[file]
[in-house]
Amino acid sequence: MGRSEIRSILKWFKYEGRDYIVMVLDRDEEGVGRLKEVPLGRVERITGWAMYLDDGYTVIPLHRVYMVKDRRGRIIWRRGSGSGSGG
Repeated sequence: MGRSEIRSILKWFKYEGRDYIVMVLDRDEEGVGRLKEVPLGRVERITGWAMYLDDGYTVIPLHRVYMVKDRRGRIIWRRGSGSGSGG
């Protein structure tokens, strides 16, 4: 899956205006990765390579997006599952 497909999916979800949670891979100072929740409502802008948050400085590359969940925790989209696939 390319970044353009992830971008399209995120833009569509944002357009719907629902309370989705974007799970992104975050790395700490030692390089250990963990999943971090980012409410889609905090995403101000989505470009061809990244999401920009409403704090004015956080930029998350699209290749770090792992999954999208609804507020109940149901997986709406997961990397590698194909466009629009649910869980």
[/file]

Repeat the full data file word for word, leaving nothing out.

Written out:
[in-house]
Amino acid sequence: MGRSEIRSILKWFKYEGRDYIVMVLDRDEEGVGRLKEVPLGRVERITGWAMYLDDGYTVIPLHRVYMVKDRRGRIIWRRGSGSGSGG
Repeated sequence: MGRSEIRSILKWFKYEGRDYIVMVLDRDEEGVGRLKEVPLGRVERITGWAMYLDDGYTVIPLHRVYMVKDRRGRIIWRRGSGSGSGG
């Protein structure tokens, strides 16, 4: 899956205006990765390579997006599952 497909999916979800949670891979100072929740409502802008948050400085590359969940925790989209696939 390319970044353009992830971008399209995120833009569509944002357009719907629902309370989705974007799970992104975050790395700490030692390089250990963990999943971090980012409410889609905090995403101000989505470009061809990244999401920009409403704090004015956080930029998350699209290749770090792992999954999208609804507020109940149901997986709406997961990397590698194909466009629009649910869980």